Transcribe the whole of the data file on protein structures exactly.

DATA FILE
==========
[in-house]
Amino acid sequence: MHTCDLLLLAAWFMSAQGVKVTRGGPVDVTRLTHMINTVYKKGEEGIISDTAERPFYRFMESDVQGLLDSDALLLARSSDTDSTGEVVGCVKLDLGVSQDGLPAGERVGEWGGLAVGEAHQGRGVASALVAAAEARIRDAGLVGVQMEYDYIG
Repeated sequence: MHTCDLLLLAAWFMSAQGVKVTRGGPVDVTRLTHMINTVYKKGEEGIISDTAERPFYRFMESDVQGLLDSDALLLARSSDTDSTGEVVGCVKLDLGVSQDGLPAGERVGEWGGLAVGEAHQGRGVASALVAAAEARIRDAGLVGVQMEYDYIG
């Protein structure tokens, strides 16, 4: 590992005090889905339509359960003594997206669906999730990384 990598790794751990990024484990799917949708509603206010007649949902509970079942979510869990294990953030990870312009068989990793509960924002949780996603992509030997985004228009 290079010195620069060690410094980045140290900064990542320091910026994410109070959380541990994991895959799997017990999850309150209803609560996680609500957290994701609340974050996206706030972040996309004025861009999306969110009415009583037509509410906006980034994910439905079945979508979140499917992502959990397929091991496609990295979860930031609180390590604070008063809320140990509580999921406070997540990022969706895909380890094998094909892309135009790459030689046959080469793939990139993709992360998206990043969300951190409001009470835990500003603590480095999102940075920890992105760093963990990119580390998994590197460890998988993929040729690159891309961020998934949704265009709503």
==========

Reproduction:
[in-house]
Amino acid sequence: MHTCDLLLLAAWFMSAQGVKVTRGGPVDVTRLTHMINTVYKKGEEGIISDTAERPFYRFMESDVQGLLDSDALLLARSSDTDSTGEVVGCVKLDLGVSQDGLPAGERVGEWGGLAVGEAHQGRGVASALVAAAEARIRDAGLVGVQMEYDYIG
Repeated sequence: MHTCDLLLLAAWFMSAQGVKVTRGGPVDVTRLTHMINTVYKKGEEGIISDTAERPFYRFMESDVQGLLDSDALLLARSSDTDSTGEVVGCVKLDLGVSQDGLPAGERVGEWGGLAVGEAHQGRGVASALVAAAEARIRDAGLVGVQMEYDYIG
């Protein structure tokens, strides 16, 4: 590992005090889905339509359960003594997206669906999730990384 990598790794751990990024484990799917949708509603206010007649949902509970079942979510869990294990953030990870312009068989990793509960924002949780996603992509030997985004228009 290079010195620069060690410094980045140290900064990542320091910026994410109070959380541990994991895959799997017990999850309150209803609560996680609500957290994701609340974050996206706030972040996309004025861009999306969110009415009583037509509410906006980034994910439905079945979508979140499917992502959990397929091991496609990295979860930031609180390590604070008063809320140990509580999921406070997540990022969706895909380890094998094909892309135009790459030689046959080469793939990139993709992360998206990043969300951190409001009470835990500003603590480095999102940075920890992105760093963990990119580390998994590197460890998988993929040729690159891309961020998934949704265009709503």